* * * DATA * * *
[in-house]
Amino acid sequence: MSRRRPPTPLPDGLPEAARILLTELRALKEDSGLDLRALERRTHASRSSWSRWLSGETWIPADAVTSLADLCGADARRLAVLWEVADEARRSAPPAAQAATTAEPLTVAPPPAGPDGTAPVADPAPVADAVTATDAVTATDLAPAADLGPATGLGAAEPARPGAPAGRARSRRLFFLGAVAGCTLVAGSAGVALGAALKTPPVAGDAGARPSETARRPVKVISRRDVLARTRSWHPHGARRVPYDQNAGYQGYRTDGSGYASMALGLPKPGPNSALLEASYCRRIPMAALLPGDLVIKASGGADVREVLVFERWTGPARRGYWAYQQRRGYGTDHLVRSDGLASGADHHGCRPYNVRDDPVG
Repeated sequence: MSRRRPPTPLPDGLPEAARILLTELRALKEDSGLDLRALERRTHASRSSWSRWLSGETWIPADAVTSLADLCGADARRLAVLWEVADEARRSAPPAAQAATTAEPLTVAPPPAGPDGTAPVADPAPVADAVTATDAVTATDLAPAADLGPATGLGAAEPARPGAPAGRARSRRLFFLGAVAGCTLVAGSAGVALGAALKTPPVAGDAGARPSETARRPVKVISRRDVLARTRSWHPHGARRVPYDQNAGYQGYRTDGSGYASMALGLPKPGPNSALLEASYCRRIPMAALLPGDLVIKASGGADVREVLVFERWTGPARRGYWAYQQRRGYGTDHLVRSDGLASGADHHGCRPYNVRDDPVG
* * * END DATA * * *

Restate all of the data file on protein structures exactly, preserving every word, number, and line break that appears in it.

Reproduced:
[in-house]
Amino acid sequence: MSRRRPPTPLPDGLPEAARILLTELRALKEDSGLDLRALERRTHASRSSWSRWLSGETWIPADAVTSLADLCGADARRLAVLWEVADEARRSAPPAAQAATTAEPLTVAPPPAGPDGTAPVADPAPVADAVTATDAVTATDLAPAADLGPATGLGAAEPARPGAPAGRARSRRLFFLGAVAGCTLVAGSAGVALGAALKTPPVAGDAGARPSETARRPVKVISRRDVLARTRSWHPHGARRVPYDQNAGYQGYRTDGSGYASMALGLPKPGPNSALLEASYCRRIPMAALLPGDLVIKASGGADVREVLVFERWTGPARRGYWAYQQRRGYGTDHLVRSDGLASGADHHGCRPYNVRDDPVG
Repeated sequence: MSRRRPPTPLPDGLPEAARILLTELRALKEDSGLDLRALERRTHASRSSWSRWLSGETWIPADAVTSLADLCGADARRLAVLWEVADEARRSAPPAAQAATTAEPLTVAPPPAGPDGTAPVADPAPVADAVTATDAVTATDLAPAADLGPATGLGAAEPARPGAPAGRARSRRLFFLGAVAGCTLVAGSAGVALGAALKTPPVAGDAGARPSETARRPVKVISRRDVLARTRSWHPHGARRVPYDQNAGYQGYRTDGSGYASMALGLPKPGPNSALLEASYCRRIPMAALLPGDLVIKASGGADVREVLVFERWTGPARRGYWAYQQRRGYGTDHLVRSDGLASGADHHGCRPYNVRDDPVG